I say "legitimate" - because you or I may not agree with those technical reasons, but they do exist. In terms of processor performance and GPU performance intel has been going nowhere really for years. Coffee lake is the first worthwhile incremental (i.e., single step) upgrade since Sandy bridge really. Sure hopping multiple generations there have been worthwhile gains but not from a single step - for years.

If intel are out of the picture, Apple can build what they want and update more frequently. It will also conveniently (for apple) kill the hackintosh scene.
 

throAU

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this seems very biased to me - the only reason not to buy MB, MBP or iMac right now would be to wait for mid-year refresh

only ones which are really not recommended would be MBA, Mini and MP

Chronic keyboard reliability issues, overpriced and no better performing vs. the models they replaced.

I got my 13" 2015 retina 3 years ago for $500 Australian (or about 20%) cheaper than i could buy the equivalent spec 2017 model. The performance is almost identical.

The touch-bar is not worth $500 to me.

The options that don't have it are inferior to my 2015 model.
 

joltcan

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May 16, 2018
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Makes perfect sense! The new app distribution package that is expected (apps that can run on both iOS/macos) could very well require a ARM CPU, by chance of course! :D
 
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nihil0

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May 19, 2016
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Chronic keyboard reliability issues, overpriced and no better performing vs. the models they replaced.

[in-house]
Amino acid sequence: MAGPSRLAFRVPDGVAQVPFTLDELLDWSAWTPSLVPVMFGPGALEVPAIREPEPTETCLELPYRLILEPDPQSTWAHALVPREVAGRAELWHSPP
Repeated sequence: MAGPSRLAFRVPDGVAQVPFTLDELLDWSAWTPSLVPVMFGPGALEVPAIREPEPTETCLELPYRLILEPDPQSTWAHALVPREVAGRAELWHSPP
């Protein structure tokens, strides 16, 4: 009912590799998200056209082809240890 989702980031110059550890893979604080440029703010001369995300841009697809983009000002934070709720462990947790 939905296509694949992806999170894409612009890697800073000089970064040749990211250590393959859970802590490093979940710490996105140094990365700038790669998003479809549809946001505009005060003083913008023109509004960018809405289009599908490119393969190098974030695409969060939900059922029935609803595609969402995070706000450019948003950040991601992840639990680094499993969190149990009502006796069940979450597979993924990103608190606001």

I got my 13" 2015 retina 3 years ago for $500 Australian (or about 20%) cheaper than i could buy the equivalent spec 2017 model. The performance is almost identical.

The touch-bar is not worth $500 to me.

The options that don't have it are inferior to my 2015 model.

I guess you are writing only about MBP then. What about iMac? The latest upgrades are significant for users who are using still non-retina versions.
 

throAU

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I guess you are writing only about MBP then. What about iMac? The latest upgrades are significant for users who are using still non-retina versions.

Polaris based GPUs are not enough for that display. The 21.5 can't have memory upgraded and storage is a bastard to upgrade (if its even possible).

If you want more than 16 GB of RAM you're forced into the 27" even if you don't want a screen that big (or even a screen at all) and forced into a discrete GPU that you don't want because it's not good enough (would rather plug in one of the Vega cards i already own from my PC - rendering the discrete GPU inside it redundant - but i have to have it to get 32 GB of RAM).

The upgrade to an i7 is criminally expensive and in the days of m.2 SSDs this should be upgrade-able via a slot like the RAM (which is also criminally expensive - yes i know RAM is expensive right now but all the more reason to have user upgrade-ability on this class of machine).
 

762999

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Nov 9, 2012